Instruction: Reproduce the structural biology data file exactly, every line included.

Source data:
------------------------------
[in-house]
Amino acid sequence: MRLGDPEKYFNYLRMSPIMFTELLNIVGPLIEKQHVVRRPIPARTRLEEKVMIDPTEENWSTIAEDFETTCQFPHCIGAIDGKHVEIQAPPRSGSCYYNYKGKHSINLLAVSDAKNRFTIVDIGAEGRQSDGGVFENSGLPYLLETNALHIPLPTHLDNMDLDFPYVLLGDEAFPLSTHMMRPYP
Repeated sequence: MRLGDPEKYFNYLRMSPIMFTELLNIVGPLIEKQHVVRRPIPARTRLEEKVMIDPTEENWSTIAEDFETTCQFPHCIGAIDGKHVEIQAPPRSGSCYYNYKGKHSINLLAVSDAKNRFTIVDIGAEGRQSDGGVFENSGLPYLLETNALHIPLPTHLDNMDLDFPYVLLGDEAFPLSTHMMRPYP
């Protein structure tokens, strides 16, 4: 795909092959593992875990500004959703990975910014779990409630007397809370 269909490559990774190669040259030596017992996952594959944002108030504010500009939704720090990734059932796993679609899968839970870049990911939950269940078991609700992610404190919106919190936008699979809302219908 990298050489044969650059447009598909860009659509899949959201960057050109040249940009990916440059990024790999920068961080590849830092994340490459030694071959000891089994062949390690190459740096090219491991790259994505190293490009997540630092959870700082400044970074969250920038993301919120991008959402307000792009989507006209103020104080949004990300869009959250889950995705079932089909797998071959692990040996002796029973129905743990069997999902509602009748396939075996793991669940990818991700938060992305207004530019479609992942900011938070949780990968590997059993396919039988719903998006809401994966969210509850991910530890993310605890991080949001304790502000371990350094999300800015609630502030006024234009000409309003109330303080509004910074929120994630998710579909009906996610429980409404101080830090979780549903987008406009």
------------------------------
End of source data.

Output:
[in-house]
Amino acid sequence: MRLGDPEKYFNYLRMSPIMFTELLNIVGPLIEKQHVVRRPIPARTRLEEKVMIDPTEENWSTIAEDFETTCQFPHCIGAIDGKHVEIQAPPRSGSCYYNYKGKHSINLLAVSDAKNRFTIVDIGAEGRQSDGGVFENSGLPYLLETNALHIPLPTHLDNMDLDFPYVLLGDEAFPLSTHMMRPYP
Repeated sequence: MRLGDPEKYFNYLRMSPIMFTELLNIVGPLIEKQHVVRRPIPARTRLEEKVMIDPTEENWSTIAEDFETTCQFPHCIGAIDGKHVEIQAPPRSGSCYYNYKGKHSINLLAVSDAKNRFTIVDIGAEGRQSDGGVFENSGLPYLLETNALHIPLPTHLDNMDLDFPYVLLGDEAFPLSTHMMRPYP
């Protein structure tokens, strides 16, 4: 795909092959593992875990500004959703990975910014779990409630007397809370 269909490559990774190669040259030596017992996952594959944002108030504010500009939704720090990734059932796993679609899968839970870049990911939950269940078991609700992610404190919106919190936008699979809302219908 990298050489044969650059447009598909860009659509899949959201960057050109040249940009990916440059990024790999920068961080590849830092994340490459030694071959000891089994062949390690190459740096090219491991790259994505190293490009997540630092959870700082400044970074969250920038993301919120991008959402307000792009989507006209103020104080949004990300869009959250889950995705079932089909797998071959692990040996002796029973129905743990069997999902509602009748396939075996793991669940990818991700938060992305207004530019479609992942900011938070949780990968590997059993396919039988719903998006809401994966969210509850991910530890993310605890991080949001304790502000371990350094999300800015609630502030006024234009000409309003109330303080509004910074929120994630998710579909009906996610429980409404101080830090979780549903987008406009």